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Believing in Santa: The 2010 Way

Sending Santa a letter with your wish list and sneaking down the stairs on Christmas Eve to try to catch a glimpse of the big guy is so 10 years ago.  These days believing in Santa has gone viral.  Check out the evidence below:
photo via parent hacks

According to parent hacks the best way to tell Santa what you want is to have mom or dad take a picture of you holding the prized object with a camera phone and then emailing it directly to him.  It makes me kinda sad to think that kids will no longer be writing letters to Santa with fat round crayons.  Parent hacks has an excellent point, however, that this may be the only way to get your toddler out of the toy store sans toy without a meltdown.  Click through for two ingenious ways for your kids to see Santa on the web.

photo via little lovely

And how will your kids know for sure that Santa got their email?  Hop over to little lovely and find out how to arrange for Santa to email them back with a video message including their names, pictures, accomplishments, and gift requests.

picture via modern kiddo
That should be more than enough to convince your kids of Santa’s existence, right? (All we ever needed to keep the faith were a few nibbles in the cookies we left out on Christmas Eve.)  Just in case, though, modern kiddo has info. on a website by the North American Aerospace Defense Command (NORAD) that actually tracks Santa’s whereabouts during his Christmas Eve flight (first spotted at ohdeedoh).  With all this incontrovertible Santa evidence, your kids should be big time believers well into their 30s.

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P.S. Looking for more ways to simplify and connect with your family?


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{ 5 comments… read them below or add one }

Emily @ Merrypad December 23, 2010 at 7:51 pm

We definitely did the texting to Santa this year, but kids are growing up so closely to technology (a 4-year old can navigate the Wii to browse Netflix?) that it doesn’t seem completely inappropriate – it was actually fun because we let her be in the pictures too and she smiled so big knowing that it would go to Santa. We’re still reinforcing the importance of handwritten holiday cards and thank you notes, and yes, we also had her circling her “wants” in the Target toy catalogue, so some traditions will live on :)

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Steph at ModernParentsMessyKids.com December 23, 2010 at 8:09 pm

You are right about kids growing up so close to technology. I had a surreal moment the other day while my 2 year old video chatted over the phone with my dad. How weird that my son will never know a time when this wasn’t possible while the idea of video chatting was hardly even imagined in my dad’s childhood.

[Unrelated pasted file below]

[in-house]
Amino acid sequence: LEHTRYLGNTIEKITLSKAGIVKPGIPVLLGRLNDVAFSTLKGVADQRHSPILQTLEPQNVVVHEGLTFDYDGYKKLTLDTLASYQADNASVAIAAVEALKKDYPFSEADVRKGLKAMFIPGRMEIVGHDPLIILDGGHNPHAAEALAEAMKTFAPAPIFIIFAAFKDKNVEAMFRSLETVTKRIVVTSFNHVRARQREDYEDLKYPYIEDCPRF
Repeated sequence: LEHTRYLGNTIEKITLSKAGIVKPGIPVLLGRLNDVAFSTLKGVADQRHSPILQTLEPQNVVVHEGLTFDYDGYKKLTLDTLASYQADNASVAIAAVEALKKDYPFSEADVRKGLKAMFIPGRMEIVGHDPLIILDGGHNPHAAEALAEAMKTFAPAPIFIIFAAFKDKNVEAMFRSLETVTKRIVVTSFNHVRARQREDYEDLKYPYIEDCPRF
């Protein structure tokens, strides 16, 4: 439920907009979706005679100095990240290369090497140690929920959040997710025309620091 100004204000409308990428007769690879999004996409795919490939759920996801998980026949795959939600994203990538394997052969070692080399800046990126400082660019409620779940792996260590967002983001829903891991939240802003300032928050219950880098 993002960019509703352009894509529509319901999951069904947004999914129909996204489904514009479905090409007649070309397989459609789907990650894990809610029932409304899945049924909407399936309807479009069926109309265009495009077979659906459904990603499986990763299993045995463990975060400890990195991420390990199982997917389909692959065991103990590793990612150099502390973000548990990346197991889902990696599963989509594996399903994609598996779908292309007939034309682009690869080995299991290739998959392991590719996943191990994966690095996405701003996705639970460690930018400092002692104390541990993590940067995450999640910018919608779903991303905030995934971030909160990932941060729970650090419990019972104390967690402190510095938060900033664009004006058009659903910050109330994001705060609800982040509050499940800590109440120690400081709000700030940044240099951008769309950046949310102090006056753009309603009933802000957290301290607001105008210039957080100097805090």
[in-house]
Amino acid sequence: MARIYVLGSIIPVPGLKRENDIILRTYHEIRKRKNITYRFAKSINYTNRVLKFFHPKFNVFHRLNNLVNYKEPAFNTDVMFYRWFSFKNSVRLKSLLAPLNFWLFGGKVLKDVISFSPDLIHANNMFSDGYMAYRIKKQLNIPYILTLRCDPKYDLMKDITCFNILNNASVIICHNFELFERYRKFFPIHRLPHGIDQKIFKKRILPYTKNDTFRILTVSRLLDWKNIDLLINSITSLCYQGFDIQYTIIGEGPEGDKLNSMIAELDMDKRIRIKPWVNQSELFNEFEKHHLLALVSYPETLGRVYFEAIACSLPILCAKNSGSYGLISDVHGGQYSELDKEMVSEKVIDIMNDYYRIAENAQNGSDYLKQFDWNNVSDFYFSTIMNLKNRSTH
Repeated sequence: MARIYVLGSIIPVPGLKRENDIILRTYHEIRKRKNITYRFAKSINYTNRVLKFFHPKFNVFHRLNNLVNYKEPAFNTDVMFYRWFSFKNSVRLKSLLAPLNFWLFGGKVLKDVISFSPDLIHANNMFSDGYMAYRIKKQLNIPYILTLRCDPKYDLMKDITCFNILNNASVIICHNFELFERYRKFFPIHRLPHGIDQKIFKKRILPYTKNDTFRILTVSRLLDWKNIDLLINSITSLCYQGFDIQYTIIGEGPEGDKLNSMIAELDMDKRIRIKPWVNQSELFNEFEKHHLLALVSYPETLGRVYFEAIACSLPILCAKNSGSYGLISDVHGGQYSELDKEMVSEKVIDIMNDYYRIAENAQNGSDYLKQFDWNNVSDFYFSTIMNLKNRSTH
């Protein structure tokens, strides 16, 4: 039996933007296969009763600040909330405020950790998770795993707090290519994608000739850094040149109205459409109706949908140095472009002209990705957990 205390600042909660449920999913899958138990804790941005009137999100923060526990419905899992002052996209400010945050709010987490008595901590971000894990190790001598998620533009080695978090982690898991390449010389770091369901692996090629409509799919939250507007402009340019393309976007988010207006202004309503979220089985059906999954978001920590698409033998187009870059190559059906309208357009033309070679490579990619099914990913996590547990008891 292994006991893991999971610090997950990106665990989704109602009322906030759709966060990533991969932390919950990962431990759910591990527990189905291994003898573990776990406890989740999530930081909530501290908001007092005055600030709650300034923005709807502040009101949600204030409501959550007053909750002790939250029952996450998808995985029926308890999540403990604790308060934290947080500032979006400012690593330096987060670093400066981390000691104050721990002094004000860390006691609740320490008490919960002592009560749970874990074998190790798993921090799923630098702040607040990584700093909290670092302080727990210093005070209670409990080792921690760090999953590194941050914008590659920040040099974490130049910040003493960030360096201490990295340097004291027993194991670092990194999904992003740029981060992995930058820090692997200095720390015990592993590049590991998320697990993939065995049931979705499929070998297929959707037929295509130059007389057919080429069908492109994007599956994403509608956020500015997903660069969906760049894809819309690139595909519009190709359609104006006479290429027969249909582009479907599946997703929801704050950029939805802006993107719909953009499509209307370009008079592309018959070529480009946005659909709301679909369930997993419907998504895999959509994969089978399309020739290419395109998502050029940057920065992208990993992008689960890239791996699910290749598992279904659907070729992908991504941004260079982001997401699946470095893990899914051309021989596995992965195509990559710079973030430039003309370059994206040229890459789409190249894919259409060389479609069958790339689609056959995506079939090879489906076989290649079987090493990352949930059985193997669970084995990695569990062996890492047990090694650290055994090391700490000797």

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RookieMom Whitney January 3, 2011 at 11:25 pm

Thanks for saying Hi on RookieMoms.com. So the problem I have with this hack is that holding the item you want implies that you have access to it.

My 6 yo wanted a clock, but didn’t really have a vision of it. Santa blew his mind with a rocket ship-shaped clock that projects the time on the ceiling. Now imagine if I had taken him to Target to have him hold up an alarm clock. I would have felt obligated to have Santa get that exact item to support the myth.

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Steph at ModernParentsMessyKids.com January 3, 2011 at 11:45 pm

Hi Whitney,

Let me start off by saying that:

1) that clock sounds awesome
2) how great is it that your 6 year old wanted a clock and not some huge plastic thing?

Yes, I agree that this hack has to be used with discretion. My big gift to my 2 year old this year was one that I made and he didn’t even know such a thing existed (look for a post on that soon) so I get what you’re saying about focusing on an idea for a present and not a specific item.

That being said, I still think the hack has its uses – like when you’re in a toy store and your child REALLY doesn’t want to leave without a certain beloved character. Fortunately, my son hasn’t gotten into many character driven toys yet (with the exception of Thomas trains) so we were able to stick to more play based toys like art supplies this year BUT I could see the cell phone trick being useful in the future.

Thanks for stopping by!

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presschimp March 25, 2012 at 8:43 am

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